Since the hearing, several U.S. government officials have used their platforms to make public statements in defense of Pastor Brunson, including President Trump.

In a Twitter post on Wednesday, President Trump commented that Pastor Brunson is “being persecuted in Turkey for no reason”:

A day after his tweet, the top U.S. diplomat for Europe, Wess Mitchell, echoed the President, telling the US House committee that Andrew is “clearly innocent” and called the charges against him “laughable.”

“The Turks claim to have a high standard of justice, the indictment suggests otherwise,” Mitchell told the US House Foreign Affairs Committee. “This is clearly an innocent man. We are watching to see if the Turks adhere to their stated standards of justice. If that does not happen, we are considering options for consequences.”

On Thursday, Senators James Lankford and Jeanne Shaheen, who signed the bipartisan letter, said they would renew their push for sanctions targeting Turkish officials. They called the charges against Brunson “fabricated” and likened his imprisonment to “hostage-taking.”

Persecuted for His Faith

Tillis, who was in Izmir for the court hearing with translators, told Fox News that “it was unlike anything he’s ever seen before.”

“He doesn’t have an opportunity to see who his accusers are; they use code names.”

The senator called the situation “illegal imprisonment,” and reiterated that Pastor Andrew is being prosecuted for his Christian faith.

The 62-page indictment accuses Pastor Brunson of the supposed “crime” of “Christianization,” calling it an act of terror. The day was reportedly filled with video testimony of secret prosecution witnesses whose voices and appearances were disguised.

“His cell phone happened to bounce off the same tower as someone else’s,” he said in the telephone interview with Fox News. “It wasn’t a conversation between the two. These cell towers, they catch calls from miles and miles, and somehow that was suspicious activity.”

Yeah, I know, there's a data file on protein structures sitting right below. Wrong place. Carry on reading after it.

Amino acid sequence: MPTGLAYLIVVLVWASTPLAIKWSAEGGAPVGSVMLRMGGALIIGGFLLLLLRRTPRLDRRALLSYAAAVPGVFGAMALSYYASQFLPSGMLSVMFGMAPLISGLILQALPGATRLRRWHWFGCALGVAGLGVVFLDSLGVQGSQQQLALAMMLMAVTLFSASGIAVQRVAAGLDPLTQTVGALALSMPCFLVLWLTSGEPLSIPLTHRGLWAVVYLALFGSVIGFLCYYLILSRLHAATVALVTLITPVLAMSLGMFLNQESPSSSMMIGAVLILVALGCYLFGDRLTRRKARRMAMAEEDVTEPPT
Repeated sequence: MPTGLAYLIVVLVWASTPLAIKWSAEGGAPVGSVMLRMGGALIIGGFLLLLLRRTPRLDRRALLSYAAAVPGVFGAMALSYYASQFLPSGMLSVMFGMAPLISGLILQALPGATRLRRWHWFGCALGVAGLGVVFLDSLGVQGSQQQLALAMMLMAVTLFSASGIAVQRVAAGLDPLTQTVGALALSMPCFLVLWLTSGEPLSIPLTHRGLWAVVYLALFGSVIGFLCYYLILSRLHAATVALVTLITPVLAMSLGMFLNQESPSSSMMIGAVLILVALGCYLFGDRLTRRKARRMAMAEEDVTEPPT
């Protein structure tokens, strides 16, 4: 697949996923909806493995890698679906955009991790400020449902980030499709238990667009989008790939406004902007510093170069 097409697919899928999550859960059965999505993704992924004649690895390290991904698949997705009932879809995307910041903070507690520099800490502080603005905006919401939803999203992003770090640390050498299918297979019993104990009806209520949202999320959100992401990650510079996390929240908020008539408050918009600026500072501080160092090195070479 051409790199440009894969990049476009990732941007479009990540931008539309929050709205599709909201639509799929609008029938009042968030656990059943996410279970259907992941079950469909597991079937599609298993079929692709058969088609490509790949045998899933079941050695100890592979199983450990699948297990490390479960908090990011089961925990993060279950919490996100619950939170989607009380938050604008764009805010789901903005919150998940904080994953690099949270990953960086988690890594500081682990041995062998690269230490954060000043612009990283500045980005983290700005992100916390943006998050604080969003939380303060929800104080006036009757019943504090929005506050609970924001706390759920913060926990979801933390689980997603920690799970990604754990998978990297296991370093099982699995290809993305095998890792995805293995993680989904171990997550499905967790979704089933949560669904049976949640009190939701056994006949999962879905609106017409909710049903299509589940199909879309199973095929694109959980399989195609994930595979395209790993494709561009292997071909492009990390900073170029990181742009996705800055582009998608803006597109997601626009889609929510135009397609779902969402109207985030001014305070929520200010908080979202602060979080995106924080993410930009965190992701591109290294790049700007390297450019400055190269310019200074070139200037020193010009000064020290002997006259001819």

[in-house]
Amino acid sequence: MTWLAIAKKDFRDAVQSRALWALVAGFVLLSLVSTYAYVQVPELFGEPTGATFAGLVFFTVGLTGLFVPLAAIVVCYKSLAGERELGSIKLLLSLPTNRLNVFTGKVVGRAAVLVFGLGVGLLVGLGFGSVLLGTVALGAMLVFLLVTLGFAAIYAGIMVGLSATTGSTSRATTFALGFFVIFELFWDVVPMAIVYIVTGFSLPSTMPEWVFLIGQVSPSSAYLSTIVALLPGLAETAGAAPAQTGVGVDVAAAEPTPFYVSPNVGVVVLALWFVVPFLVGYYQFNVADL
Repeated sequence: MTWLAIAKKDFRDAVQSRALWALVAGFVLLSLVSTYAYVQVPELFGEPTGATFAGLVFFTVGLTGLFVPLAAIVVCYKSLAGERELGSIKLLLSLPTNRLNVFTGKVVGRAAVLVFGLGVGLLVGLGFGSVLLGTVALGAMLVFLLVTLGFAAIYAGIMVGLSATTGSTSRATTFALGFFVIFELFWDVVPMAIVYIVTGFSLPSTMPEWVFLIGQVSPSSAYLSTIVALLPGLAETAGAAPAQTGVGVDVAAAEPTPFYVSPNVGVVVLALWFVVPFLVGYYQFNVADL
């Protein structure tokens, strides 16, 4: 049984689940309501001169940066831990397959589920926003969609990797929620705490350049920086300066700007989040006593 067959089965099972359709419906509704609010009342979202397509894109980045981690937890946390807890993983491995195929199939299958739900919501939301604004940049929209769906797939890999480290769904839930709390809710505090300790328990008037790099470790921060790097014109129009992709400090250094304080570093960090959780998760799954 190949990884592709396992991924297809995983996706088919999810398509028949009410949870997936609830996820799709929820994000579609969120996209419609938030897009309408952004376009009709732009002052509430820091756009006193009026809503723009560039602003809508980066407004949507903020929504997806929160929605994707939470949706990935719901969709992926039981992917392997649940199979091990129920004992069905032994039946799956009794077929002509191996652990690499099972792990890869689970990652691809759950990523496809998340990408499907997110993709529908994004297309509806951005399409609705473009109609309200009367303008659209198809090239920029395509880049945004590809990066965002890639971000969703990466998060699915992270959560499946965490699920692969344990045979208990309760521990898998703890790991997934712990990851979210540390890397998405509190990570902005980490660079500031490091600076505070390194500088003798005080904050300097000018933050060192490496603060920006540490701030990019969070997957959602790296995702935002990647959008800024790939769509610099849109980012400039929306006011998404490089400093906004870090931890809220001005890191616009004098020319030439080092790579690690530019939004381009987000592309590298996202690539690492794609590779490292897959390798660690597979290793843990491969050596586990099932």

Tillis says his next step is to meet with Vice President Mike Pence.

In addition to government officials, an American pastor the Brunsons had never met before was also at the hearing to show his support—an example, Norine said, of the favor and support they have received from the Church.

“He came there to pray and advocate and offer to take Andrew’s place in prison,” Norine said. “… He was hoping to communicate this to the judge.”

A ‘Changed Country’

The Brunsons’ daughter Jacqueline hasn’t traveled back to Turkey since August 2017 for security reasons. She told Fox News the Turkey she grew up in with her parents as they pastored a church in Izmir is no longer the Turkey her dad is in—calling it a “changed country and dangerous place for foreigners.” Her mom, Norine, is afraid to leave Turkey, concerned she won’t be allowed back into the country.

Furnari’s observations about the country that is #31 on the World Watch List ring true as President Erdogan continues to edge closer and closer toward an authoritative regime.

This week in a televised address he announced that presidential and parliamentary elections originally scheduled for November 2019 would be held this June. The snap elections are intended to eliminate the prime minister’s job and weaken the role of parliament.

Prayer to Press In and Press On

Since his arrest in October 2016, Pastor Andrew has had limited contact with his wife and kids—a reality that has taken its toll emotionally.

“He misses my mom, he misses watching us kids grow up and transition into adulthood, get married, graduate from college,” Jaqueline said. “He’s really missing out on a lot, and he’s really heartbroken by that.” Since his imprisonment, the now 50-year-old pastor has missed his daughter’s wedding and a son’s graduation.

Both Norine and Jaqueline have expressed their gratefulness for the millions of prayers around the world for Andrew.

“All the prayer going up all over the world is also a powerful testimony to the love that exists in the family of God,” Norine wrote. “Andrew feels cut off from all fellowship, yet he has never been so surrounded by the body of Christ.”

We are so grateful to you for pressing in on his behalf.”

Jaqueline asks that people would continue to pray and not forget about her father. His next hearing is scheduled for May 7.

“I don’t want him to be suffering the way he is Turkey right now, and it’s really heartbreaking the family can’t do anything to help him right now.”